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New Census Data Shows Men’s Wages Slowly Declining Since the Recession

Despite a low unemployment rate, the availability of high paying jobs for men just isn't there in the same way.

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Though recent data from the Census Bureau shows evidence of a slowly strengthening middle class and a narrowing wage gap between men and women, it also shows that men are making less than they have in the past. Though they still make about $10,000 more than women on average, earnings for men have declined in the 10-years since the 2008 recession.

When wages are adjusted for inflation, the Census data finds that between 1973 to 2017, men’s yearly earnings fell by 5 percent, or by around $3,000. Moreover, they’ve fallen well into 2017 and the first year of the Trump administration. At the moment,  it’s hard to say how much of that is specifically related to Trump’s economic policies, as men’s wages fell in 2011, 2013, 2014 and 2016 too.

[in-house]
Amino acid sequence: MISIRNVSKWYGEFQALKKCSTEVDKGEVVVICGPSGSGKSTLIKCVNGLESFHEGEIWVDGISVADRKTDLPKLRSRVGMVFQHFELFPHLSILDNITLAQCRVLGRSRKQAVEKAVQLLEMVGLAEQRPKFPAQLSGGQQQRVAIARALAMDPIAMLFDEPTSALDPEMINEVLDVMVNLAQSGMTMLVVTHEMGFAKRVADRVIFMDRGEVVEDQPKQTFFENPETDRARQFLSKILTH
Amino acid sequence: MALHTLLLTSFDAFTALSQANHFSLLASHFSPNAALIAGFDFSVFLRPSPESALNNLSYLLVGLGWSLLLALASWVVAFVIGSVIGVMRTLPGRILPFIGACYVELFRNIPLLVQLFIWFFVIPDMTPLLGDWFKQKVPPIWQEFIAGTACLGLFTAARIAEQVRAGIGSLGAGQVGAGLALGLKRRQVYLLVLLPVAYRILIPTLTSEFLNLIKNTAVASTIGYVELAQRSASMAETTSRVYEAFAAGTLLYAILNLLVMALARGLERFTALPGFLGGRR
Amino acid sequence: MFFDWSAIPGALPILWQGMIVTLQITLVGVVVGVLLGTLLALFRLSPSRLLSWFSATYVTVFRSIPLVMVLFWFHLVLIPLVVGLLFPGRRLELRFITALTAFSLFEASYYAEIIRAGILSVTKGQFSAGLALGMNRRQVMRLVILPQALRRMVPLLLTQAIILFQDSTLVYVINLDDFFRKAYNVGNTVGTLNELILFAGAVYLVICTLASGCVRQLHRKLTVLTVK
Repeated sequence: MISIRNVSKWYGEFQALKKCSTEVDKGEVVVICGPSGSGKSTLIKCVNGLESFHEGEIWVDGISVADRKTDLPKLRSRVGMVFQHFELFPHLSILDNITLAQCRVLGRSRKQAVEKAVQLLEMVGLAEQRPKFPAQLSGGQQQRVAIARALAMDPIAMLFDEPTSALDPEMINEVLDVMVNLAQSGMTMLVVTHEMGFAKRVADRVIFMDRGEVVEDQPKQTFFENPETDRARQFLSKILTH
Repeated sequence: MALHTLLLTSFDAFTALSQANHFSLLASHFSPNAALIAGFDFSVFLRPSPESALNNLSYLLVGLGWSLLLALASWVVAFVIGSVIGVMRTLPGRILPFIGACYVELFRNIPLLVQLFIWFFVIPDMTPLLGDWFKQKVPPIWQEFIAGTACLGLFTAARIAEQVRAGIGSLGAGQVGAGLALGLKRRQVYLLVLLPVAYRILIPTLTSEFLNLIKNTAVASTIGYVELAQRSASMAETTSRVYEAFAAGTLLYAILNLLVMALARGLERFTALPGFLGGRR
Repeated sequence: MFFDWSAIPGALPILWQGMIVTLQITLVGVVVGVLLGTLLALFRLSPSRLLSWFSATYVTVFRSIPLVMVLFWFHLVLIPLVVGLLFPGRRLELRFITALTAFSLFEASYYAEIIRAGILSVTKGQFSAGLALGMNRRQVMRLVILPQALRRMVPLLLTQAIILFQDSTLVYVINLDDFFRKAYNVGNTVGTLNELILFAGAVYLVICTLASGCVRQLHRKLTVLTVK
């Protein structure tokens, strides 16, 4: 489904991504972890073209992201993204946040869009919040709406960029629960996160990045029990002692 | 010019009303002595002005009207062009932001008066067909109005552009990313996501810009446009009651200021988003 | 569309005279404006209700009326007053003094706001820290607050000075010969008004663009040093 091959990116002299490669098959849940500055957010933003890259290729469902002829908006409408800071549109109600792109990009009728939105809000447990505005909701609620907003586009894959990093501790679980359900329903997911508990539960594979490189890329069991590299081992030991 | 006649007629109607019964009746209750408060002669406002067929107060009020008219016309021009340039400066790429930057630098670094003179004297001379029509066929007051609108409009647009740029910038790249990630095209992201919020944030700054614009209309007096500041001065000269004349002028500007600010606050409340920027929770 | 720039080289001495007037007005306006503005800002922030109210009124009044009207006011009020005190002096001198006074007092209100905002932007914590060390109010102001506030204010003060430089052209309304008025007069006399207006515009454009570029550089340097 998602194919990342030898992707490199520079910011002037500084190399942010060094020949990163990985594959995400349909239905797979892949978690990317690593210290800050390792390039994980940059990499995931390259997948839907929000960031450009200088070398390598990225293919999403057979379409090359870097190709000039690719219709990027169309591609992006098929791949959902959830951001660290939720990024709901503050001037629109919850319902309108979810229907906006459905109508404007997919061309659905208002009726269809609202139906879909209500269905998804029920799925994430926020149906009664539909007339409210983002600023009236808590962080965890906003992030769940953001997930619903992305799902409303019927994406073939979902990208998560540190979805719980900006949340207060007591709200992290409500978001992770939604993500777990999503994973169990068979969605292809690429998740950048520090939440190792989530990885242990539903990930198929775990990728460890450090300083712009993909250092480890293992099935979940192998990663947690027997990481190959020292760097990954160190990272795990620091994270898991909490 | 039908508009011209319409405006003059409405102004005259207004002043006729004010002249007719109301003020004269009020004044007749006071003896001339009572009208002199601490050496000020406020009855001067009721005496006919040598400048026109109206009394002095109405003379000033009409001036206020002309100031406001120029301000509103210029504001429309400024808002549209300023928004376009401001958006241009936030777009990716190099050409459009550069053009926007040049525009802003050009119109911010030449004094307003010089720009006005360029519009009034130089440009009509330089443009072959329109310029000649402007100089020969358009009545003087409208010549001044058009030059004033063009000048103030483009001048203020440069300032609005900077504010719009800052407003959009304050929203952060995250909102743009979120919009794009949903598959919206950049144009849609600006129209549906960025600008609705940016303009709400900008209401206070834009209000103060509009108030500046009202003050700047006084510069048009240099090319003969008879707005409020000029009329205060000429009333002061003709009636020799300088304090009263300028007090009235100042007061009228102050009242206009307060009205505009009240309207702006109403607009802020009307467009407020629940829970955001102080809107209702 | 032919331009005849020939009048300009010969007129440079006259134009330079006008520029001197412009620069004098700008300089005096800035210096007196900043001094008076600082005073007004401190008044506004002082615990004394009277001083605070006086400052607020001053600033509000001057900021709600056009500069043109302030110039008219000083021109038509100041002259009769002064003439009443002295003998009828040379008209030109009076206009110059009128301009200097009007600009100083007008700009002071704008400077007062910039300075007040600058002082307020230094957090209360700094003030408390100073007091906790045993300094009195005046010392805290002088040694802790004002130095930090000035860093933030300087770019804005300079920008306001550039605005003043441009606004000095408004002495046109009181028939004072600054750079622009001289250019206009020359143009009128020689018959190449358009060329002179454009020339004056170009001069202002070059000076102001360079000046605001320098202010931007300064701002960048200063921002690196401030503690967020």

“We’re talking about a 40-year period of people working full-time who are not doing better than their fathers and grandfathers did, and are basically doing worse,” said Mark Rank, an inequality expert at Washington University in St. Louis. “It’s a really striking pattern going on over a long period of time.”

Despite the fact that women’s climb to pay equality has been slow, while men’s wages have been dropping theirs have increased. Men’s average earnings have dropped $2,000 since 2010, but women’s have increased by $500 in that same time frame. The trouble really is that no one can seem to agree about what is causing the decline. Some suggest it’s low union membership coupled with the narrowing availability of manufacturing jobs, but according to some experts, there just aren’t enough high paying jobs out there right now.

“It’s certainly true that for working-class males a few decades ago a high school diploma was a ticket to a pretty good union job in manufacturing, and that’s not the case anymore,” said Brian Riedl of the Manhattan Institute. “But there is no great solution — no single lever we can pull — to help working-class men with high school diplomas suddenly gain upper-middle-class incomes.”